King's College London

Research portal

Interventions to enhance coping after traumatic brain injury: A systematic review

Research output: Contribution to journalReview article

Christoph Mueller, Sandra Wesenberg, Frank Nestmann, Brendon Stubbs, Bebbington Paul, Vanessa Raymont

Original languageEnglish
Pages (from-to)107-119
Number of pages13
JournalInternational Journal of Therapy and Rehabilitation
Volume25
Issue number3
Early online date10 Mar 2018
DOIs
StatePublished - 2018

Documents

King's Authors

Abstract

Background/Aims: The aim of this study was to identify effective psychosocial interventions to enhance coping in people who have experienced a traumatic brain injury, in order to inform clinical practice and articulate future research directions. Methods: Five electronic databases (CINAHL, Medline, EMBASE, PsycINFO, and Cochrane Library) were searched. Titles and abstracts were independently screened by two of the authors and selected for inclusion. The full text of all potentially relevant studies were retrieved and assessed for eligibility, reporting and methodological quality, and risk of bias. Findings: Eight included studies were very heterogeneous in terms of study design, type of intervention, the population studied and instruments used to evaluate coping. All studies were judged to have a moderately high risk of bias. Six studies used cognitive behavioural therapy-based interventions. Two interventions (a peer-mentoring programme and cognitive behavioural therapy combined with motivational interviewing) showed significant treatment effects on maladaptive coping. Two cognitive behavioural therapy-based group programmes improved adaptive coping, but increases were either not sustained over time or no longer significant when compared to an active control. Conclusions: There is insufficient evidence to support practice recommendations strongly. Targeting specific subgroups of people who have experienced traumatic brain injury might allow the development of more effective coping interventions. Further, a more unified concept of coping in traumatic brain injury needs to be articulated allowing larger scale evaluations.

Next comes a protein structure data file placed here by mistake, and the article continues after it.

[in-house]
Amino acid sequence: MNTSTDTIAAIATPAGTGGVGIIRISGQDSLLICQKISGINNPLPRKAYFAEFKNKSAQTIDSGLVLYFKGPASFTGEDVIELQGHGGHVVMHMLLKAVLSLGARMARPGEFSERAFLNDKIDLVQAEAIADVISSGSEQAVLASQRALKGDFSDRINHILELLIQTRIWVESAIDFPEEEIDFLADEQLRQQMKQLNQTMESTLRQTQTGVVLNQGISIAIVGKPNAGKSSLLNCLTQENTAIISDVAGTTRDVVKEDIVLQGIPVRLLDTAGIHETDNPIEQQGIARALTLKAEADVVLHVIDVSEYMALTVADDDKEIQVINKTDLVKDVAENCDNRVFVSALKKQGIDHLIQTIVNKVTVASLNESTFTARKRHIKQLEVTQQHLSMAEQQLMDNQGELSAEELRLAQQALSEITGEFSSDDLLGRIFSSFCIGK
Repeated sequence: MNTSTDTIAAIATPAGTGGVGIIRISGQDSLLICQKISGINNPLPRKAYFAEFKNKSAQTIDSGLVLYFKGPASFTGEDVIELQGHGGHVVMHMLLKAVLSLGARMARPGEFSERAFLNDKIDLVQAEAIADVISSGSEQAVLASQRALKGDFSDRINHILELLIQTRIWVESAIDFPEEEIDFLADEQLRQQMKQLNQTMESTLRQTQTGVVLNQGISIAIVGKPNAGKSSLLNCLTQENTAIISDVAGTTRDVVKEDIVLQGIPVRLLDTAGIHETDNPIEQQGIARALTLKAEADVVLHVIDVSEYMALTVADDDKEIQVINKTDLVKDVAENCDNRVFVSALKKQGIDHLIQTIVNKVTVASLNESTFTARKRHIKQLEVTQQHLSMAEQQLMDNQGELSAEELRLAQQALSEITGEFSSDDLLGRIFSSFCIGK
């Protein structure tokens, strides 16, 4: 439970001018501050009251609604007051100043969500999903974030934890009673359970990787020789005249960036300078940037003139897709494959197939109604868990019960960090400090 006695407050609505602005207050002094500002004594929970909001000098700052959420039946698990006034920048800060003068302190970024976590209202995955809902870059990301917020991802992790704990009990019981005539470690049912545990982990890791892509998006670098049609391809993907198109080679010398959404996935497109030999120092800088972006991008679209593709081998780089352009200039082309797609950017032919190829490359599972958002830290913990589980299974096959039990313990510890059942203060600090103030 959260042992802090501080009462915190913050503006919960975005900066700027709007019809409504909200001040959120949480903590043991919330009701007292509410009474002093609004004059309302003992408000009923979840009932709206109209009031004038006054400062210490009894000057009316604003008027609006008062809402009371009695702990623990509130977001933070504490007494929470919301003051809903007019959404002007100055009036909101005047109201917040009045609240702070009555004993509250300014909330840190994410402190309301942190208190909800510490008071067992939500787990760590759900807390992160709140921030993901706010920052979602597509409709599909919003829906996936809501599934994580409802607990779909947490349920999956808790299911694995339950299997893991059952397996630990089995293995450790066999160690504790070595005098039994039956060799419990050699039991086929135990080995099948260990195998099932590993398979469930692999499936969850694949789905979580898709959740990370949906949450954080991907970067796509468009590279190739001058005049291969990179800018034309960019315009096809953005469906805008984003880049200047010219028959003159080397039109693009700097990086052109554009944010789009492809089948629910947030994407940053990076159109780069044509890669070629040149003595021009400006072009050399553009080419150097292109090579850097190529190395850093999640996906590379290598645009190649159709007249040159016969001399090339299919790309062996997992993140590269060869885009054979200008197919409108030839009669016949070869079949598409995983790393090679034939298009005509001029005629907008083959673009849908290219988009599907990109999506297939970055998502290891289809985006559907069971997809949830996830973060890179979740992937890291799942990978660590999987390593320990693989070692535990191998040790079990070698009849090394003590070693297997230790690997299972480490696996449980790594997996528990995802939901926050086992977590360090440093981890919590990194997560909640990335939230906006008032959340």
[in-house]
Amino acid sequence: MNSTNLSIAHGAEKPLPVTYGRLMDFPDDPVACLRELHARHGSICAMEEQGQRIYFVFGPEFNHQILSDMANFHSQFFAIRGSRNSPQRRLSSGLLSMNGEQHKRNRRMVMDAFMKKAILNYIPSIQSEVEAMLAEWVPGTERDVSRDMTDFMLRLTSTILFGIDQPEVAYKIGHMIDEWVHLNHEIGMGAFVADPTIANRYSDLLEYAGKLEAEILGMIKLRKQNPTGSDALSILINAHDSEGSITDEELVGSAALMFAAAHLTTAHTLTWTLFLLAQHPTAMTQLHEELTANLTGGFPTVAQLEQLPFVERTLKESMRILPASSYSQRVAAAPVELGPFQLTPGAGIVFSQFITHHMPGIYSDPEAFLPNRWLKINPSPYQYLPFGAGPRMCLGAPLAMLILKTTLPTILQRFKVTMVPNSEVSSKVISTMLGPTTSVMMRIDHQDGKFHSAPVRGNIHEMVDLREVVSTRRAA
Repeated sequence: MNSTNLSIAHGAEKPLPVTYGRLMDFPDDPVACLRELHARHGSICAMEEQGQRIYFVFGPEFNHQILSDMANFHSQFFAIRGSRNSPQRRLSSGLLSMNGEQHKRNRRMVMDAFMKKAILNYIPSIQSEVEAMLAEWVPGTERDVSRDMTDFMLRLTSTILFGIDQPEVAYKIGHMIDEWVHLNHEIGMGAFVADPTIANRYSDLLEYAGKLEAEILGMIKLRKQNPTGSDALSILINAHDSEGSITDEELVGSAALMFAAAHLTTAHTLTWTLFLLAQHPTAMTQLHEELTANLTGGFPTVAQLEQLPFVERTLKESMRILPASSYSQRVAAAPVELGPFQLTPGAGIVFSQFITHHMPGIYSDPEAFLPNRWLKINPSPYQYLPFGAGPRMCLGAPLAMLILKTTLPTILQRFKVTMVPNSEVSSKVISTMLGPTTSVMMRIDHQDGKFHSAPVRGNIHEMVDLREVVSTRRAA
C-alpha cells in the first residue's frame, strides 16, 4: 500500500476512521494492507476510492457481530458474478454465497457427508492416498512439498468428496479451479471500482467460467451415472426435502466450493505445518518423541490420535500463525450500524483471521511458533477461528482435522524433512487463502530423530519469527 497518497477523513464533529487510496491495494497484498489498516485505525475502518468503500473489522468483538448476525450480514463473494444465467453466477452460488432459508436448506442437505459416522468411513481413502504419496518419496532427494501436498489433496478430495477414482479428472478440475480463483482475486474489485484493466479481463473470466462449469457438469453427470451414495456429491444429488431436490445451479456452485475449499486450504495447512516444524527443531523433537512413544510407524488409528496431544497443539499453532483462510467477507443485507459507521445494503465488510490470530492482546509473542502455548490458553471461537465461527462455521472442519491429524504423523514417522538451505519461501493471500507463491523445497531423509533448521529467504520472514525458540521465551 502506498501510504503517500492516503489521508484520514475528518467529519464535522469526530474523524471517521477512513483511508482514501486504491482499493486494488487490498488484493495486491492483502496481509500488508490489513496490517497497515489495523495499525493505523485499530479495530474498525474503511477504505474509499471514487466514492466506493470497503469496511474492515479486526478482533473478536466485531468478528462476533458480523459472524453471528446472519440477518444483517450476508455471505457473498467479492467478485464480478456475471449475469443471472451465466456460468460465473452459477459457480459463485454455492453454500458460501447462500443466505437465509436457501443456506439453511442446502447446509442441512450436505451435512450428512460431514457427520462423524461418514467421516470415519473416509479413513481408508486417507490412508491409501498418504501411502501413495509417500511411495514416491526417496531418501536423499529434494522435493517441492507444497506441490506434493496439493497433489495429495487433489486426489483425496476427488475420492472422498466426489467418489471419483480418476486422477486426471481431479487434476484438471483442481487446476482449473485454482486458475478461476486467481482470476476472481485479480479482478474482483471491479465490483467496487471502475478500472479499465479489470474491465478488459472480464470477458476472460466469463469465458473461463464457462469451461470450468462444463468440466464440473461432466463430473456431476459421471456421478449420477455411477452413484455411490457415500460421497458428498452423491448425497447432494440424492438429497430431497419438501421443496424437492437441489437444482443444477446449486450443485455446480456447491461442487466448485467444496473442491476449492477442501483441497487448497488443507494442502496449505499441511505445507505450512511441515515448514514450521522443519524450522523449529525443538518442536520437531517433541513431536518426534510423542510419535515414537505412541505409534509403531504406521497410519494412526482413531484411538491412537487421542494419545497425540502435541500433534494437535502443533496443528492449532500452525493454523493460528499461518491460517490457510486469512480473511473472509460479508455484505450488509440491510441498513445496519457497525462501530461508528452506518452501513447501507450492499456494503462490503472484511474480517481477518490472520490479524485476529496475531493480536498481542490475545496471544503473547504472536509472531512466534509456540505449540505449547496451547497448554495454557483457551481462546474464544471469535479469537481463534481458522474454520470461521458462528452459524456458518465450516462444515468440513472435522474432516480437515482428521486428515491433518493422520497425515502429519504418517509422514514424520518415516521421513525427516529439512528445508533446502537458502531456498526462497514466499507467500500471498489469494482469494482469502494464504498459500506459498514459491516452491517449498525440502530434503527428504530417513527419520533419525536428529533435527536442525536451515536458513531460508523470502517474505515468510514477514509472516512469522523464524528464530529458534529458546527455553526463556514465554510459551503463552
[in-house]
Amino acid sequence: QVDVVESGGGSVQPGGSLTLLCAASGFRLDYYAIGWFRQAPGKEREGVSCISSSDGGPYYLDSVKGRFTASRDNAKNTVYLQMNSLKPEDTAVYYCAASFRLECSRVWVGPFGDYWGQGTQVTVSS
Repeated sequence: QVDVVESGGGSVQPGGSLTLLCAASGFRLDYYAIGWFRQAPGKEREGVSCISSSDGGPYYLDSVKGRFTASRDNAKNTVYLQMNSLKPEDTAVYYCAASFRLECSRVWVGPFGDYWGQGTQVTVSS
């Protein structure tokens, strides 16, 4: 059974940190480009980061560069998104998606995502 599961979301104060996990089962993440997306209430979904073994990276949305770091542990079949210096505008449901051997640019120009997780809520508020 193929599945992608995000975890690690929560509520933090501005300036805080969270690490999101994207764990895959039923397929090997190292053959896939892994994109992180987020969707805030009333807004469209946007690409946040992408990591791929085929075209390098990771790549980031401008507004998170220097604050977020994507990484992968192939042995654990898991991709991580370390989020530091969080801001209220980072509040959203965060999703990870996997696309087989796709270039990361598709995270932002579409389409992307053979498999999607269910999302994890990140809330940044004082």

View graph of relations

© 2018 King's College London | Strand | London WC2R 2LS | England | United Kingdom | Tel +44 (0)20 7836 5454